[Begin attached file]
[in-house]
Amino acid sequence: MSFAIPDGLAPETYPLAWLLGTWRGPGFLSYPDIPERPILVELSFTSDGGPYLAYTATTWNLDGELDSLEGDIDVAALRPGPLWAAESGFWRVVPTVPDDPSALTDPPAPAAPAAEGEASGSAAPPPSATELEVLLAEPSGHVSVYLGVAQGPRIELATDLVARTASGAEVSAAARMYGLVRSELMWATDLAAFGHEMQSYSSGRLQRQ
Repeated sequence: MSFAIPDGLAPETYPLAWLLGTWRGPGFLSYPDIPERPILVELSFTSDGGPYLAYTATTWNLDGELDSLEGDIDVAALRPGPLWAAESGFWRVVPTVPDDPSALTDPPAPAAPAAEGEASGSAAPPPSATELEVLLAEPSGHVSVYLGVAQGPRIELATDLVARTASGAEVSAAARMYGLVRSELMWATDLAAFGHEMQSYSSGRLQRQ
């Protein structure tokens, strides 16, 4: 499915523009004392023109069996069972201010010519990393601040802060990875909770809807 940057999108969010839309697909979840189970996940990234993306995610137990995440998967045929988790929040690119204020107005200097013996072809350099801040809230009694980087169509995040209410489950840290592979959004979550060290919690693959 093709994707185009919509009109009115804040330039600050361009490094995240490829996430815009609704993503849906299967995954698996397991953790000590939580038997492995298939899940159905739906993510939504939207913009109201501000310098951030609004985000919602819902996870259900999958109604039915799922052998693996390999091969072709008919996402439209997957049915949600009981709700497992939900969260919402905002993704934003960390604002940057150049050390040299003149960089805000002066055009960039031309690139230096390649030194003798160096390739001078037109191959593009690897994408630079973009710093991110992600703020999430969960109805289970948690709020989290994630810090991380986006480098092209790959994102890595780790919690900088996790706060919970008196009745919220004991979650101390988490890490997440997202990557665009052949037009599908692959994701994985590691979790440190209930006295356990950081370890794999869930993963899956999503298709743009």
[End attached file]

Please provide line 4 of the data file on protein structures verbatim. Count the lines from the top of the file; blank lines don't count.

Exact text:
């Protein structure tokens, strides 16, 4: 499915523009004392023109069996069972201010010519990393601040802060990875909770809807 940057999108969010839309697909979840189970996940990234993306995610137990995440998967045929988790929040690119204020107005200097013996072809350099801040809230009694980087169509995040209410489950840290592979959004979550060290919690693959 093709994707185009919509009109009115804040330039600050361009490094995240490829996430815009609704993503849906299967995954698996397991953790000590939580038997492995298939899940159905739906993510939504939207913009109201501000310098951030609004985000919602819902996870259900999958109604039915799922052998693996390999091969072709008919996402439209997957049915949600009981709700497992939900969260919402905002993704934003960390604002940057150049050390040299003149960089805000002066055009960039031309690139230096390649030194003798160096390739001078037109191959593009690897994408630079973009710093991110992600703020999430969960109805289970948690709020989290994630810090991380986006480098092209790959994102890595780790919690900088996790706060919970008196009745919220004991979650101390988490890490997440997202990557665009052949037009599908692959994701994985590691979790440190209930006295356990950081370890794999869930993963899956999503298709743009």